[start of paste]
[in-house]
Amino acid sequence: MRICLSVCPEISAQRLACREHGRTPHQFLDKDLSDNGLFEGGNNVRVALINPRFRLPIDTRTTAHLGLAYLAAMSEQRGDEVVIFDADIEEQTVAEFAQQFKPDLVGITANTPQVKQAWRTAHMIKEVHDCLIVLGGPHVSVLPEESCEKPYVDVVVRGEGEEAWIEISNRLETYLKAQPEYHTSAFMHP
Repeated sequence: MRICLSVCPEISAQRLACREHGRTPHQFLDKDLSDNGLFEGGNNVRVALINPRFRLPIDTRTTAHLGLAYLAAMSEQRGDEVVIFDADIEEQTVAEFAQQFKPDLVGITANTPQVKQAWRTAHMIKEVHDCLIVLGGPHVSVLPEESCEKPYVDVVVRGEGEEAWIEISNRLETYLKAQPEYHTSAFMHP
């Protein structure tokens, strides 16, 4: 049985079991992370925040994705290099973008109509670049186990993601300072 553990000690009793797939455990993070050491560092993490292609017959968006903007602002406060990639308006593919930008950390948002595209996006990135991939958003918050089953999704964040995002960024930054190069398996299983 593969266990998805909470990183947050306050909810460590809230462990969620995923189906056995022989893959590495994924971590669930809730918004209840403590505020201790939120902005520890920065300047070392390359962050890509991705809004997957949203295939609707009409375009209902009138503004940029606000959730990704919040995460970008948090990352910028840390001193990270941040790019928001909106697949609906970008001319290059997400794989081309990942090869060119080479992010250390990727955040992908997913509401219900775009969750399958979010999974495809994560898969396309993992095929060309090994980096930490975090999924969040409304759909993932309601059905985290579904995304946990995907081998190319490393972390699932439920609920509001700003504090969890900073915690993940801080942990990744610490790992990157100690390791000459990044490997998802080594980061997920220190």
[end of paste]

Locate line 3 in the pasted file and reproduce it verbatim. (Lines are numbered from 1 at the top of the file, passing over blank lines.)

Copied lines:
Repeated sequence: MRICLSVCPEISAQRLACREHGRTPHQFLDKDLSDNGLFEGGNNVRVALINPRFRLPIDTRTTAHLGLAYLAAMSEQRGDEVVIFDADIEEQTVAEFAQQFKPDLVGITANTPQVKQAWRTAHMIKEVHDCLIVLGGPHVSVLPEESCEKPYVDVVVRGEGEEAWIEISNRLETYLKAQPEYHTSAFMHP